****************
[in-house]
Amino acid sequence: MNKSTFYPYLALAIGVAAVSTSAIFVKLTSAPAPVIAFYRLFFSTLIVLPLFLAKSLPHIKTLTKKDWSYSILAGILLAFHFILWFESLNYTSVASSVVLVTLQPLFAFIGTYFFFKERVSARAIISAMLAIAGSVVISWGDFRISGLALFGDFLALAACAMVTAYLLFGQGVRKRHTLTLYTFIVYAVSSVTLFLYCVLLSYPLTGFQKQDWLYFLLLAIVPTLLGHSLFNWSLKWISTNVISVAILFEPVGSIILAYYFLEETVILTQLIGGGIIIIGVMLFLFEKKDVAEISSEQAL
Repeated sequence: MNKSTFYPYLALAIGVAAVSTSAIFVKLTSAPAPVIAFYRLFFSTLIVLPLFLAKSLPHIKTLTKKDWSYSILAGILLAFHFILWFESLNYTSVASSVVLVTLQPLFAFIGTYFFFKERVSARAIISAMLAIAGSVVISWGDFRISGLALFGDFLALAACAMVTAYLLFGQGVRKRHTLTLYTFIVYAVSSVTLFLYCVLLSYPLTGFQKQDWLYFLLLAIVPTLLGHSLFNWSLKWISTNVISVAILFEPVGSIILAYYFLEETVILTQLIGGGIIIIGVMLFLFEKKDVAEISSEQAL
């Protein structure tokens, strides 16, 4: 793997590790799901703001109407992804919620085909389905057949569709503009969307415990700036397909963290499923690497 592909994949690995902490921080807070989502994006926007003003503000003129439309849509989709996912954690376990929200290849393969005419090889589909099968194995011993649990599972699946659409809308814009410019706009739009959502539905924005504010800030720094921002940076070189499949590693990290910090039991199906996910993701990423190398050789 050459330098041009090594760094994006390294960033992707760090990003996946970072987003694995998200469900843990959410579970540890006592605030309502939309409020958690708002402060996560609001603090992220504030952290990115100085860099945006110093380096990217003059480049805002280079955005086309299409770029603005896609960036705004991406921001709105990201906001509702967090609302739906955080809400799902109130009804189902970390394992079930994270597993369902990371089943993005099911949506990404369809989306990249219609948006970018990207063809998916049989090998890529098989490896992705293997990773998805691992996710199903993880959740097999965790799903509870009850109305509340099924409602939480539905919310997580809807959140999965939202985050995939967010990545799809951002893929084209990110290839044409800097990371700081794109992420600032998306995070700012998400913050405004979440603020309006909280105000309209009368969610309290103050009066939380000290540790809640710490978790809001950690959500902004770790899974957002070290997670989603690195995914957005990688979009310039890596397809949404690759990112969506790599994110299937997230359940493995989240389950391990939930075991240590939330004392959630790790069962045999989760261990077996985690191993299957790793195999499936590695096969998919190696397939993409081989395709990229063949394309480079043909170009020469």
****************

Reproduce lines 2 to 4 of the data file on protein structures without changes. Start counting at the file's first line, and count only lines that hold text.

Amino acid sequence: MNKSTFYPYLALAIGVAAVSTSAIFVKLTSAPAPVIAFYRLFFSTLIVLPLFLAKSLPHIKTLTKKDWSYSILAGILLAFHFILWFESLNYTSVASSVVLVTLQPLFAFIGTYFFFKERVSARAIISAMLAIAGSVVISWGDFRISGLALFGDFLALAACAMVTAYLLFGQGVRKRHTLTLYTFIVYAVSSVTLFLYCVLLSYPLTGFQKQDWLYFLLLAIVPTLLGHSLFNWSLKWISTNVISVAILFEPVGSIILAYYFLEETVILTQLIGGGIIIIGVMLFLFEKKDVAEISSEQAL
Repeated sequence: MNKSTFYPYLALAIGVAAVSTSAIFVKLTSAPAPVIAFYRLFFSTLIVLPLFLAKSLPHIKTLTKKDWSYSILAGILLAFHFILWFESLNYTSVASSVVLVTLQPLFAFIGTYFFFKERVSARAIISAMLAIAGSVVISWGDFRISGLALFGDFLALAACAMVTAYLLFGQGVRKRHTLTLYTFIVYAVSSVTLFLYCVLLSYPLTGFQKQDWLYFLLLAIVPTLLGHSLFNWSLKWISTNVISVAILFEPVGSIILAYYFLEETVILTQLIGGGIIIIGVMLFLFEKKDVAEISSEQAL
């Protein structure tokens, strides 16, 4: 793997590790799901703001109407992804919620085909389905057949569709503009969307415990700036397909963290499923690497 592909994949690995902490921080807070989502994006926007003003503000003129439309849509989709996912954690376990929200290849393969005419090889589909099968194995011993649990599972699946659409809308814009410019706009739009959502539905924005504010800030720094921002940076070189499949590693990290910090039991199906996910993701990423190398050789 050459330098041009090594760094994006390294960033992707760090990003996946970072987003694995998200469900843990959410579970540890006592605030309502939309409020958690708002402060996560609001603090992220504030952290990115100085860099945006110093380096990217003059480049805002280079955005086309299409770029603005896609960036705004991406921001709105990201906001509702967090609302739906955080809400799902109130009804189902970390394992079930994270597993369902990371089943993005099911949506990404369809989306990249219609948006970018990207063809998916049989090998890529098989490896992705293997990773998805691992996710199903993880959740097999965790799903509870009850109305509340099924409602939480539905919310997580809807959140999965939202985050995939967010990545799809951002893929084209990110290839044409800097990371700081794109992420600032998306995070700012998400913050405004979440603020309006909280105000309209009368969610309290103050009066939380000290540790809640710490978790809001950690959500902004770790899974957002070290997670989603690195995914957005990688979009310039890596397809949404690759990112969506790599994110299937997230359940493995989240389950391990939930075991240590939330004392959630790790069962045999989760261990077996985690191993299957790793195999499936590695096969998919190696397939993409081989395709990229063949394309480079043909170009020469």